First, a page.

Men, we have some work to do. Not the physical labor that I so much enjoy. You know the type: the kind of work that gives you the feeling of accomplishment because you just sweat (and perhaps bled) a lot. The kind of work that ends up with a finished, physical product that you've been able to build with your bare hands. No, the work we have is much harder, and much more complex - which is probably why we haven't done it yet. We like to check things off our list, and feel accomplished. We don't like to sit and think about ourselves as the problem. But that doesn't mean it's untrue.
I'm talking about sexism.
On this Holy Saturday, I’ve been reflecting a bit on the story of Jesus’ betrayal. Growing up, I always listened to the scripture readings with incredulity. How could Judas betray his teacher, his friend? How could Peter deny the living God, the Savior in the flesh? These were Jesus’ closest friends, the people he trusted with his teachings. Yet in the end, they all scattered, afraid for their own lives.
The older I get, the more I see myself in Judas, and find myself speaking the words of Peter. I hear myself zealous one moment, and utterly ignoring the call of God the next. I pass up the hungry on the street, and avoid the hurting and broken hearted because it’s convenient. I’ve come to the realization that I am Judas. I am Peter.
Last week, there was a decision made today in the highest court of law of the United States. I can tell, because my Facebook feed was a constant stream of posts from people in my life who are rejoicing with the news, and the people in my life opposing the decision. Before I had heard the news, my Facebook wall was flooded with people posting opinions, videos, links, and other such things.
As of last week, in all 50 United States, no matter what your sexual orientation is, you can get married. You might think this post is about why homosexuality is right or wrong or does/doesn't matter. But it's not. This post is about how, as a heterosexual Christian male, I am okay with this news. In fact, I can say I appreciate the outcome and I'm happy to hear this news. I can't help but find the timing interesting, considering that tomorrow is the day we celebrate American Freedom.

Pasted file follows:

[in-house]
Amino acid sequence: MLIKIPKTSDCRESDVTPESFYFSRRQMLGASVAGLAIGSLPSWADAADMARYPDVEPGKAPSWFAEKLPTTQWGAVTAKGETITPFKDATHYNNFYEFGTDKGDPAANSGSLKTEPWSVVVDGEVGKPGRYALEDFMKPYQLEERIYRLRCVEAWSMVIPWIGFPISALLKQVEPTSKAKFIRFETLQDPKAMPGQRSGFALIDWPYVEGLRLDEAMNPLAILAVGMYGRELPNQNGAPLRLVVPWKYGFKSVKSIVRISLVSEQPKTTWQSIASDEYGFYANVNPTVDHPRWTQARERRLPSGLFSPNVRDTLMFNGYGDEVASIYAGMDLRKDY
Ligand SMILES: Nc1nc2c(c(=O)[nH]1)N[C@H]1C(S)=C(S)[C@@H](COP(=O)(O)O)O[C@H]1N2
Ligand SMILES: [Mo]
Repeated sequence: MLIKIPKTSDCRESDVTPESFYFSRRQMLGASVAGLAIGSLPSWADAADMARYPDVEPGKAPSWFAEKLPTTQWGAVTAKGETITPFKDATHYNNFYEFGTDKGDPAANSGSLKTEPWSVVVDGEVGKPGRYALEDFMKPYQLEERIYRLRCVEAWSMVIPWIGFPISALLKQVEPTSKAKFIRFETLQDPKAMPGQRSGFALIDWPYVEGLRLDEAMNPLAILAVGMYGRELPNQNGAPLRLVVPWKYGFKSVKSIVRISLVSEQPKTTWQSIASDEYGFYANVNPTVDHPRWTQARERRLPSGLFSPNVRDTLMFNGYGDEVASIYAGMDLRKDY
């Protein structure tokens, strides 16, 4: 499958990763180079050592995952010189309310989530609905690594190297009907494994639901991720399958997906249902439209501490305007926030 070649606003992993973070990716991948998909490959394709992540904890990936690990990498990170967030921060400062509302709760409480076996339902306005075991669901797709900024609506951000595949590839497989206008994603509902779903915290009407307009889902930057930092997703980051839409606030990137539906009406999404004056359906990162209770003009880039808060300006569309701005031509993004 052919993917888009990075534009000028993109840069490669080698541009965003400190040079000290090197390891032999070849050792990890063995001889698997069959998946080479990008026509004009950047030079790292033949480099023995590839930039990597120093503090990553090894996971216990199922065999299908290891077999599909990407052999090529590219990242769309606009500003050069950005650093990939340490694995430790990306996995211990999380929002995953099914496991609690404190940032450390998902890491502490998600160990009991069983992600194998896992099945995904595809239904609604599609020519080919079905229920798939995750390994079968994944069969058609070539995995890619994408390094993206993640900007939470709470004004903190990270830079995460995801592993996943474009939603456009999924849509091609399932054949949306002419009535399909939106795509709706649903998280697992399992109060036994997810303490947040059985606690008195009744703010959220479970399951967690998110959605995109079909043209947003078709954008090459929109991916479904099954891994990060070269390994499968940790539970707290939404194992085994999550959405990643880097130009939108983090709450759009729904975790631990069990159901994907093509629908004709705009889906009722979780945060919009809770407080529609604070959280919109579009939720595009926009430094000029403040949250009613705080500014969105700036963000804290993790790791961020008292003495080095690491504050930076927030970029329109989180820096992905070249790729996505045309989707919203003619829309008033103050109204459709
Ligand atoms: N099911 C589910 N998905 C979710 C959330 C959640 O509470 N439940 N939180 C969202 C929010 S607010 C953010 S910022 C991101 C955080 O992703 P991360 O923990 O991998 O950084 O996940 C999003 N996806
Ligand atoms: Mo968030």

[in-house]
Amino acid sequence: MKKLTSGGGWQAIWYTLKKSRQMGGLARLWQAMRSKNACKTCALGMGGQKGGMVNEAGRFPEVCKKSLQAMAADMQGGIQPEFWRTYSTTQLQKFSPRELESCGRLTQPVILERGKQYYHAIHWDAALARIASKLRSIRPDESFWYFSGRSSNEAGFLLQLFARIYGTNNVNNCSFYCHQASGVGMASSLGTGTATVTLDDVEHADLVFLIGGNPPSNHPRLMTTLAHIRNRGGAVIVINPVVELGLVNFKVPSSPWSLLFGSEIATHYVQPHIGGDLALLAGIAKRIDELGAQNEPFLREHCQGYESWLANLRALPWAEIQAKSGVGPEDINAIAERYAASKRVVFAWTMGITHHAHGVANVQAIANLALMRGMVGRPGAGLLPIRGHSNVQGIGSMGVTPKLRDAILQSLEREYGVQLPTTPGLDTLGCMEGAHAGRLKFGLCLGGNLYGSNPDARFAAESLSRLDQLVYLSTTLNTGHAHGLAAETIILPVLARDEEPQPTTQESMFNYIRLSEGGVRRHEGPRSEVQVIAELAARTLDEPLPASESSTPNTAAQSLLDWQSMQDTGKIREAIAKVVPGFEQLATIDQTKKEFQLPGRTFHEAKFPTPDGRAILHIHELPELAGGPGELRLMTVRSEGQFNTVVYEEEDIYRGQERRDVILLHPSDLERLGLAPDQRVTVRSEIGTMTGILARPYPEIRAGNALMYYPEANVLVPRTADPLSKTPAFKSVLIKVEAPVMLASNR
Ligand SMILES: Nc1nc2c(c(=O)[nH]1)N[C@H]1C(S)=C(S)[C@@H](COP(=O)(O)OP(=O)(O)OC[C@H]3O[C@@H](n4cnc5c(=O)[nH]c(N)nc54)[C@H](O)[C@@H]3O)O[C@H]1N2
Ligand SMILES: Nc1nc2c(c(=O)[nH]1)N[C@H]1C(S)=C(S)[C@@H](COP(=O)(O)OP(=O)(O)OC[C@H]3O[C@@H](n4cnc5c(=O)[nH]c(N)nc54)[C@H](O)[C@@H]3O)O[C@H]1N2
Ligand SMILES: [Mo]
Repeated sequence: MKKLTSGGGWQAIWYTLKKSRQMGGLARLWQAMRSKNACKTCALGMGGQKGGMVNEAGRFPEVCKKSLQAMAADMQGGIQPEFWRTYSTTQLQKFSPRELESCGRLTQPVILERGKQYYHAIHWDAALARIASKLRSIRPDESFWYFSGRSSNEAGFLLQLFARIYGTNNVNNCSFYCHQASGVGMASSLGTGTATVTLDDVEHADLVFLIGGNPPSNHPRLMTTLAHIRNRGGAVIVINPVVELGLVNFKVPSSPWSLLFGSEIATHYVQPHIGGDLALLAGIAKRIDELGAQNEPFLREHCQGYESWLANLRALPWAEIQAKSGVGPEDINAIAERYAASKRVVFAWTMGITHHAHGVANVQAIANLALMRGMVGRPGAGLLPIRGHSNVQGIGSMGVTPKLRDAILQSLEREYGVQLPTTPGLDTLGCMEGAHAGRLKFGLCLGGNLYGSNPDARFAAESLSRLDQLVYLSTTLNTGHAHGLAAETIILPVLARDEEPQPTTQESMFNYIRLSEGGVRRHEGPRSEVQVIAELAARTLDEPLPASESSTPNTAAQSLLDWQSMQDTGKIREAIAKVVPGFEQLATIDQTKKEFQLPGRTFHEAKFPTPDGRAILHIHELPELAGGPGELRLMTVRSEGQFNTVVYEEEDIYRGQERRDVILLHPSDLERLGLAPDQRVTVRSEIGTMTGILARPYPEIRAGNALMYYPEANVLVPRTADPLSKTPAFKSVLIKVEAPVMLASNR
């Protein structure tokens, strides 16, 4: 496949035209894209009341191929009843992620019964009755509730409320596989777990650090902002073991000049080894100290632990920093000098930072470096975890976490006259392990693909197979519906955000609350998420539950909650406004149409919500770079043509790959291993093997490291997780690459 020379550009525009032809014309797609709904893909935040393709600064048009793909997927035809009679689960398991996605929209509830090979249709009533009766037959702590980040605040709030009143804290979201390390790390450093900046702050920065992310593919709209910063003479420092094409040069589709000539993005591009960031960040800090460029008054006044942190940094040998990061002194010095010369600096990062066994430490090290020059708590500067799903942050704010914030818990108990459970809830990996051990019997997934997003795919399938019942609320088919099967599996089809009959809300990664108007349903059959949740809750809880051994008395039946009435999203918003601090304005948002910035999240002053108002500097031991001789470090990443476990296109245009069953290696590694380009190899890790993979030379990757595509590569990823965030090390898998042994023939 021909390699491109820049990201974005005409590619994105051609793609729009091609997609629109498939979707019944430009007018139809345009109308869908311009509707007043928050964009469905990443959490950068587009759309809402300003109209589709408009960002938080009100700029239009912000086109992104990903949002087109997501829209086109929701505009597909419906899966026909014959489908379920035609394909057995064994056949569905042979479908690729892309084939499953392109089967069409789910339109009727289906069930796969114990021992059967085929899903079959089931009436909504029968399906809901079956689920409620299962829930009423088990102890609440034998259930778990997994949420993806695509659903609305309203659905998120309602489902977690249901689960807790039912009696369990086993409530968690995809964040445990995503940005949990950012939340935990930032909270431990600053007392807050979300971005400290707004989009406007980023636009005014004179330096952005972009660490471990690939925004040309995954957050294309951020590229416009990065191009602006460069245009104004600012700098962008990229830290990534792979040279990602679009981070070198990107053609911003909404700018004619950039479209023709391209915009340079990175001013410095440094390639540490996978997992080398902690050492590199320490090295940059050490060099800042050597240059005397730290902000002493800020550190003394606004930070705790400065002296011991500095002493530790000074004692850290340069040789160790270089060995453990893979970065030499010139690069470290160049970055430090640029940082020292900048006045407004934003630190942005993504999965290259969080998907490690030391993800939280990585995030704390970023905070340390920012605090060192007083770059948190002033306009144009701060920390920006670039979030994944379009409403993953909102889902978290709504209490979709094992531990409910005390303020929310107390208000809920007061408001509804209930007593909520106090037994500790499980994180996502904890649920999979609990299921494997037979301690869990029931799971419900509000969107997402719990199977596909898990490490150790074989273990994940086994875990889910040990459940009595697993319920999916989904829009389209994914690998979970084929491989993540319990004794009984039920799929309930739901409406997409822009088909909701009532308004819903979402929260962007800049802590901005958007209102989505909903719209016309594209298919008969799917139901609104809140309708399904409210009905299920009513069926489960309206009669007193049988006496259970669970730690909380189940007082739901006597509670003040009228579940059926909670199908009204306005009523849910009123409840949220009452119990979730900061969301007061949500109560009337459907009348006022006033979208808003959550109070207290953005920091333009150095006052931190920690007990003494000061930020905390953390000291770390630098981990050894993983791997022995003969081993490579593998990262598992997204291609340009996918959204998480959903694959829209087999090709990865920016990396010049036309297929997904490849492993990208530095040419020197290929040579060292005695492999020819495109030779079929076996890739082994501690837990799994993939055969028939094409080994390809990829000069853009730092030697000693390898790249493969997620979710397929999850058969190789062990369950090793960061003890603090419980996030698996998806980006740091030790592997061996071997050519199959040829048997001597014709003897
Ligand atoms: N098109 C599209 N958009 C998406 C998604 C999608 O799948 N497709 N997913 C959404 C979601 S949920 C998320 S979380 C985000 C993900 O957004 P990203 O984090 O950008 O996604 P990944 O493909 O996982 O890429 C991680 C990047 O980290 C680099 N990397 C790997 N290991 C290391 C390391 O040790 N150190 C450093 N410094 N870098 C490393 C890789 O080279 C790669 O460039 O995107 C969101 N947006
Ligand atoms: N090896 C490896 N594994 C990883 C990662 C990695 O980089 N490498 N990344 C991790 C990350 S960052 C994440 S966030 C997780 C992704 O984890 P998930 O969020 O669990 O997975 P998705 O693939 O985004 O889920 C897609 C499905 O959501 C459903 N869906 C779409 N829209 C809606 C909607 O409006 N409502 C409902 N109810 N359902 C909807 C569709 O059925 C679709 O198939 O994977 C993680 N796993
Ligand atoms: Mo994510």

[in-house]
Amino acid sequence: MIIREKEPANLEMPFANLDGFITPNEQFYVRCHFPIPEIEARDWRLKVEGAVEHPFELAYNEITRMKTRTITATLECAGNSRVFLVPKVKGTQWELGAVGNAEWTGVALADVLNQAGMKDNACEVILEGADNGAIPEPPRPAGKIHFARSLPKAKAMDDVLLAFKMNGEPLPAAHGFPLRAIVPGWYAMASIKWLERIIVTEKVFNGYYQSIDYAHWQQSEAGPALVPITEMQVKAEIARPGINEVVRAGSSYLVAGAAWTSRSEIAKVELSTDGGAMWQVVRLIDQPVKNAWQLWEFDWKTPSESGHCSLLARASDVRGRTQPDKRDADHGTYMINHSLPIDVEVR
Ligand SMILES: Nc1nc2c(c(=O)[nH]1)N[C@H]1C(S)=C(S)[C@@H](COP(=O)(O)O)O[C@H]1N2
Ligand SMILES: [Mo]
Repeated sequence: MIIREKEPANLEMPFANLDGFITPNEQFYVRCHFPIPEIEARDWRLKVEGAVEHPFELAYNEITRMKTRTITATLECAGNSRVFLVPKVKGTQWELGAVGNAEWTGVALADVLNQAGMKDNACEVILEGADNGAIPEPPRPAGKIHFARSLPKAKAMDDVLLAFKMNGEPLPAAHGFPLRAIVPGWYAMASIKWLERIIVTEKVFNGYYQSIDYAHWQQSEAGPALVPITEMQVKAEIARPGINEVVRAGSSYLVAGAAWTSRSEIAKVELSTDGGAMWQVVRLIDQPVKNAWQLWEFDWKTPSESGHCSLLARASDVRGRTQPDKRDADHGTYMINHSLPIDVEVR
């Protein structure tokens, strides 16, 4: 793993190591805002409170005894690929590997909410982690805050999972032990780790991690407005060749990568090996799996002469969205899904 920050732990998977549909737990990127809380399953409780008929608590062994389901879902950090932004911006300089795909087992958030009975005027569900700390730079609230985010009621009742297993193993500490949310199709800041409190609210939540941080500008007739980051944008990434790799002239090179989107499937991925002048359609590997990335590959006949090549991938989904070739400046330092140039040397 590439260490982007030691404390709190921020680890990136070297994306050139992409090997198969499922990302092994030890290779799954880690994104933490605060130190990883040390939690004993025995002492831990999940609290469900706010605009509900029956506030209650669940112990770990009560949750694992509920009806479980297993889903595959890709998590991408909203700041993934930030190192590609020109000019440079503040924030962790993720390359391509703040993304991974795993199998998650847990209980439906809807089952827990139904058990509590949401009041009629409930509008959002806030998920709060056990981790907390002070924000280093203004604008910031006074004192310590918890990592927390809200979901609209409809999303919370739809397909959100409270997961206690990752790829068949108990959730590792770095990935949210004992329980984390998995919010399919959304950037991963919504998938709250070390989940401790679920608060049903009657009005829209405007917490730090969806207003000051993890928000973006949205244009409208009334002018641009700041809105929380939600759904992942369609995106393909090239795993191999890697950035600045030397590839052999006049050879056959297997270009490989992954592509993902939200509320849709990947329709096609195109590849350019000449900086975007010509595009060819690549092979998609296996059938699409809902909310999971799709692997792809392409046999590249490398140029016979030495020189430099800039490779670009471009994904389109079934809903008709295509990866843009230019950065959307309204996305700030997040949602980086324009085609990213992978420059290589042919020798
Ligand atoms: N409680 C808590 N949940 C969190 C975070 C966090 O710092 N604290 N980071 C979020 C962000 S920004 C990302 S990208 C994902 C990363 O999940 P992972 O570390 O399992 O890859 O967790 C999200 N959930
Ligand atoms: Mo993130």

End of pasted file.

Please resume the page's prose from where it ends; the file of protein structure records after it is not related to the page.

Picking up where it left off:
Death seems to have been a part of my life since I entered this world.
When I was born, my mother went into anaphylactic shock in response to some of the medicine they gave her and ended up in a coma. A few weeks later, as she lay there with no brain activity, my father had to make the gut-wrenching decision to take her off of life support. When I was 14 my mother’s sister died after a long bout with cancer. At around age sixteen, I lost my birth mom’s father to cancer, and just a month later my step-mom’s dad to ALS. And just a few years back I found myself racing against time as my car flew down a North Dakota highway at speeds better left unmentioned so I could say goodbye to my grandpa on my dad’s side. He had a brain-bleed and was unconscious; my dad’s voice cracked on the phone as he said “Come as soon as you can, he doesn’t have much time.”
It seems like death has followed me my entire life, and in reality it has. It follows each of us, a dark shadow over an otherwise pretty decent existence. One could say we are born dying, each day moving closer to our last breath. It’s an inevitability, something we can count on. What’s the old saying? Nothing is certain except death and taxes.
This last week, I and many of my friends - really, the entire Concordia University St. Paul community - have been reeling with the news that we lost one of our own. Devin McCauley, a 21 year old senior, so full of life, so vibrant and passionate and abundantly caring of every person he met, has died. He is gone. I’m still grappling with that fact. I guess the picture of irony is me writing this post when I really don’t have any words for this situation.
Listen. Do you hear that?
That is the sound of 17 years of schooling grinding to a hault. It's the sound of years of learning swirling around, of the brain recognizing that it's only just begun to grasp the universe around it. It is the noise of a restless mind tipping, turning, flipping, examining, filing, and meditating.
I've finally graduated college, and I suddenly find myself in a place I've never been. The scenery seems to echo familiarity, but suddenly everything is new and different and strange. Nothing has changed, but everything has shifted. Life has taken one of it's quantam leaps and forgotten to inform me of the trajectory change.